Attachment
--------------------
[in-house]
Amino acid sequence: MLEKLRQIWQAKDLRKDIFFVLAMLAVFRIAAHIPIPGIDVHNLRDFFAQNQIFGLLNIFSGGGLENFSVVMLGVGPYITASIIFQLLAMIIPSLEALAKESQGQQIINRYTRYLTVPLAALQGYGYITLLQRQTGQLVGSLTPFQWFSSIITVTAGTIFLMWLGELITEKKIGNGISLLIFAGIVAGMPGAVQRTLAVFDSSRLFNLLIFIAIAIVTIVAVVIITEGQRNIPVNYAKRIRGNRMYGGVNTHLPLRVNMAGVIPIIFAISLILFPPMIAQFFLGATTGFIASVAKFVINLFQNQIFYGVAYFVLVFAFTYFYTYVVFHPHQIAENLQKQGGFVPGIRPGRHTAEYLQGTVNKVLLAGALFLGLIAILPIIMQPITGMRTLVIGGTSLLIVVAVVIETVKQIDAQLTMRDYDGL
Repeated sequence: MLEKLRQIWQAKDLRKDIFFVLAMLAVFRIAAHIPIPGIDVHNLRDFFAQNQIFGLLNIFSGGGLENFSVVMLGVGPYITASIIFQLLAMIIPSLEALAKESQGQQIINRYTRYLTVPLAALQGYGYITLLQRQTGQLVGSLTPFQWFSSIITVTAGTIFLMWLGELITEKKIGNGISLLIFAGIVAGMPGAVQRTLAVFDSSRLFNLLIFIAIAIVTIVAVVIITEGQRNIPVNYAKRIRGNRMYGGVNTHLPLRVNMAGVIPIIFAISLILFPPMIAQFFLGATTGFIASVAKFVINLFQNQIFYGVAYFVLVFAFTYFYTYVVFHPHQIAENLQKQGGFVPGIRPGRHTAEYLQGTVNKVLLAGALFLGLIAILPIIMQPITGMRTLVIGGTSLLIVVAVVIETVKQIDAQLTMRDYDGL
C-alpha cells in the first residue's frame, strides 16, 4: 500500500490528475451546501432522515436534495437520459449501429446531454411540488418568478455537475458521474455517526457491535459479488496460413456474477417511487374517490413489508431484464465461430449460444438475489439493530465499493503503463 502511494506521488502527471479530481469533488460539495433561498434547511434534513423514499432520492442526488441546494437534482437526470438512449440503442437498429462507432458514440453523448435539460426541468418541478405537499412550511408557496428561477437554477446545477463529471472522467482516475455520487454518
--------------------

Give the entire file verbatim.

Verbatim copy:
[in-house]
Amino acid sequence: MLEKLRQIWQAKDLRKDIFFVLAMLAVFRIAAHIPIPGIDVHNLRDFFAQNQIFGLLNIFSGGGLENFSVVMLGVGPYITASIIFQLLAMIIPSLEALAKESQGQQIINRYTRYLTVPLAALQGYGYITLLQRQTGQLVGSLTPFQWFSSIITVTAGTIFLMWLGELITEKKIGNGISLLIFAGIVAGMPGAVQRTLAVFDSSRLFNLLIFIAIAIVTIVAVVIITEGQRNIPVNYAKRIRGNRMYGGVNTHLPLRVNMAGVIPIIFAISLILFPPMIAQFFLGATTGFIASVAKFVINLFQNQIFYGVAYFVLVFAFTYFYTYVVFHPHQIAENLQKQGGFVPGIRPGRHTAEYLQGTVNKVLLAGALFLGLIAILPIIMQPITGMRTLVIGGTSLLIVVAVVIETVKQIDAQLTMRDYDGL
Repeated sequence: MLEKLRQIWQAKDLRKDIFFVLAMLAVFRIAAHIPIPGIDVHNLRDFFAQNQIFGLLNIFSGGGLENFSVVMLGVGPYITASIIFQLLAMIIPSLEALAKESQGQQIINRYTRYLTVPLAALQGYGYITLLQRQTGQLVGSLTPFQWFSSIITVTAGTIFLMWLGELITEKKIGNGISLLIFAGIVAGMPGAVQRTLAVFDSSRLFNLLIFIAIAIVTIVAVVIITEGQRNIPVNYAKRIRGNRMYGGVNTHLPLRVNMAGVIPIIFAISLILFPPMIAQFFLGATTGFIASVAKFVINLFQNQIFYGVAYFVLVFAFTYFYTYVVFHPHQIAENLQKQGGFVPGIRPGRHTAEYLQGTVNKVLLAGALFLGLIAILPIIMQPITGMRTLVIGGTSLLIVVAVVIETVKQIDAQLTMRDYDGL
C-alpha cells in the first residue's frame, strides 16, 4: 500500500490528475451546501432522515436534495437520459449501429446531454411540488418568478455537475458521474455517526457491535459479488496460413456474477417511487374517490413489508431484464465461430449460444438475489439493530465499493503503463 502511494506521488502527471479530481469533488460539495433561498434547511434534513423514499432520492442526488441546494437534482437526470438512449440503442437498429462507432458514440453523448435539460426541468418541478405537499412550511408557496428561477437554477446545477463529471472522467482516475455520487454518